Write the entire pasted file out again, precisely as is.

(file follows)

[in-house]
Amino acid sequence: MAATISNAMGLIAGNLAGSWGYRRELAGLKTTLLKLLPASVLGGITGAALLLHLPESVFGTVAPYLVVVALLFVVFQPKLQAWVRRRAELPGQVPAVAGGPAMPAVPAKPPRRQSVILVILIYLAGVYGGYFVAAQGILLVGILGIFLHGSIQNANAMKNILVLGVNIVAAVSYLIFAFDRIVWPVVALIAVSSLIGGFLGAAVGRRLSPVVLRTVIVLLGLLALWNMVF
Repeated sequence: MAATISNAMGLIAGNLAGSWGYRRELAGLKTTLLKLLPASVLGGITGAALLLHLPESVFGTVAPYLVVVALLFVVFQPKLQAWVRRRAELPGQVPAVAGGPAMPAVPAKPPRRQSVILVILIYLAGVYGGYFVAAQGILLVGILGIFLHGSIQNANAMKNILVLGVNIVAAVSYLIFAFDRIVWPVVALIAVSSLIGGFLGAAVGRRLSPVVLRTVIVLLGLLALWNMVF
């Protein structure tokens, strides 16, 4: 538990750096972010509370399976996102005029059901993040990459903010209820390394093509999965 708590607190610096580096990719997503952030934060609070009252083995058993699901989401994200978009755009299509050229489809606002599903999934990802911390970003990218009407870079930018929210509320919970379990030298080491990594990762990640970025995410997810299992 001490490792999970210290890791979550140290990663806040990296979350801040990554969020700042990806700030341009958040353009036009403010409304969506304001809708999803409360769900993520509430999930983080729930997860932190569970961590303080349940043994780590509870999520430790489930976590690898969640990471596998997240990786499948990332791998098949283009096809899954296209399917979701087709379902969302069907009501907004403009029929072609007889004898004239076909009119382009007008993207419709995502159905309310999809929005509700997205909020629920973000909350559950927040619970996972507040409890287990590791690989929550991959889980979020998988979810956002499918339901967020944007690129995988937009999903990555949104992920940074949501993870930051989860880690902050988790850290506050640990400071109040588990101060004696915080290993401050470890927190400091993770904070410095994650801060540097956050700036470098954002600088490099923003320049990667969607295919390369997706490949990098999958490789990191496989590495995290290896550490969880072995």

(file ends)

[in-house]
Amino acid sequence: MAATISNAMGLIAGNLAGSWGYRRELAGLKTTLLKLLPASVLGGITGAALLLHLPESVFGTVAPYLVVVALLFVVFQPKLQAWVRRRAELPGQVPAVAGGPAMPAVPAKPPRRQSVILVILIYLAGVYGGYFVAAQGILLVGILGIFLHGSIQNANAMKNILVLGVNIVAAVSYLIFAFDRIVWPVVALIAVSSLIGGFLGAAVGRRLSPVVLRTVIVLLGLLALWNMVF
Repeated sequence: MAATISNAMGLIAGNLAGSWGYRRELAGLKTTLLKLLPASVLGGITGAALLLHLPESVFGTVAPYLVVVALLFVVFQPKLQAWVRRRAELPGQVPAVAGGPAMPAVPAKPPRRQSVILVILIYLAGVYGGYFVAAQGILLVGILGIFLHGSIQNANAMKNILVLGVNIVAAVSYLIFAFDRIVWPVVALIAVSSLIGGFLGAAVGRRLSPVVLRTVIVLLGLLALWNMVF
């Protein structure tokens, strides 16, 4: 538990750096972010509370399976996102005029059901993040990459903010209820390394093509999965 708590607190610096580096990719997503952030934060609070009252083995058993699901989401994200978009755009299509050229489809606002599903999934990802911390970003990218009407870079930018929210509320919970379990030298080491990594990762990640970025995410997810299992 001490490792999970210290890791979550140290990663806040990296979350801040990554969020700042990806700030341009958040353009036009403010409304969506304001809708999803409360769900993520509430999930983080729930997860932190569970961590303080349940043994780590509870999520430790489930976590690898969640990471596998997240990786499948990332791998098949283009096809899954296209399917979701087709379902969302069907009501907004403009029929072609007889004898004239076909009119382009007008993207419709995502159905309310999809929005509700997205909020629920973000909350559950927040619970996972507040409890287990590791690989929550991959889980979020998988979810956002499918339901967020944007690129995988937009999903990555949104992920940074949501993870930051989860880690902050988790850290506050640990400071109040588990101060004696915080290993401050470890927190400091993770904070410095994650801060540097956050700036470098954002600088490099923003320049990667969607295919390369997706490949990098999958490789990191496989590495995290290896550490969880072995």